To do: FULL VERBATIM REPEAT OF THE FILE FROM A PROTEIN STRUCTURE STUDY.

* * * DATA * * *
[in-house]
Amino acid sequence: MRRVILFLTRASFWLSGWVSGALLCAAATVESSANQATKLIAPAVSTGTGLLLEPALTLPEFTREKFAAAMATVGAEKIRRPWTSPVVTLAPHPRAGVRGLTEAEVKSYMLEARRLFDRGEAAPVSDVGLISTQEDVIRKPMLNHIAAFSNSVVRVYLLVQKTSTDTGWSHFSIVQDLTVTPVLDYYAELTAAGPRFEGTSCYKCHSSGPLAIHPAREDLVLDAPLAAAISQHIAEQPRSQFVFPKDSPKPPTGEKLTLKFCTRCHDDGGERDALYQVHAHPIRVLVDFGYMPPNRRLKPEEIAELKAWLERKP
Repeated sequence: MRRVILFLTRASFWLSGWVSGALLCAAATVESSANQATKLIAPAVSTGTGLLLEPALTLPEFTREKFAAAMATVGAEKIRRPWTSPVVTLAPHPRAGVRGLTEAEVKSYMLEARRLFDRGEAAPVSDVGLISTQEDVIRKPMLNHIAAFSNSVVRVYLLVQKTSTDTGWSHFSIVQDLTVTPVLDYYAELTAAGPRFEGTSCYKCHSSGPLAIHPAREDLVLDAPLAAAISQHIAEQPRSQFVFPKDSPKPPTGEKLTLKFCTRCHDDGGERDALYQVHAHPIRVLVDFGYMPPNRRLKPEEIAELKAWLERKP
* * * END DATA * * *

[in-house]
Amino acid sequence: MRRVILFLTRASFWLSGWVSGALLCAAATVESSANQATKLIAPAVSTGTGLLLEPALTLPEFTREKFAAAMATVGAEKIRRPWTSPVVTLAPHPRAGVRGLTEAEVKSYMLEARRLFDRGEAAPVSDVGLISTQEDVIRKPMLNHIAAFSNSVVRVYLLVQKTSTDTGWSHFSIVQDLTVTPVLDYYAELTAAGPRFEGTSCYKCHSSGPLAIHPAREDLVLDAPLAAAISQHIAEQPRSQFVFPKDSPKPPTGEKLTLKFCTRCHDDGGERDALYQVHAHPIRVLVDFGYMPPNRRLKPEEIAELKAWLERKP
Repeated sequence: MRRVILFLTRASFWLSGWVSGALLCAAATVESSANQATKLIAPAVSTGTGLLLEPALTLPEFTREKFAAAMATVGAEKIRRPWTSPVVTLAPHPRAGVRGLTEAEVKSYMLEARRLFDRGEAAPVSDVGLISTQEDVIRKPMLNHIAAFSNSVVRVYLLVQKTSTDTGWSHFSIVQDLTVTPVLDYYAELTAAGPRFEGTSCYKCHSSGPLAIHPAREDLVLDAPLAAAISQHIAEQPRSQFVFPKDSPKPPTGEKLTLKFCTRCHDDGGERDALYQVHAHPIRVLVDFGYMPPNRRLKPEEIAELKAWLERKP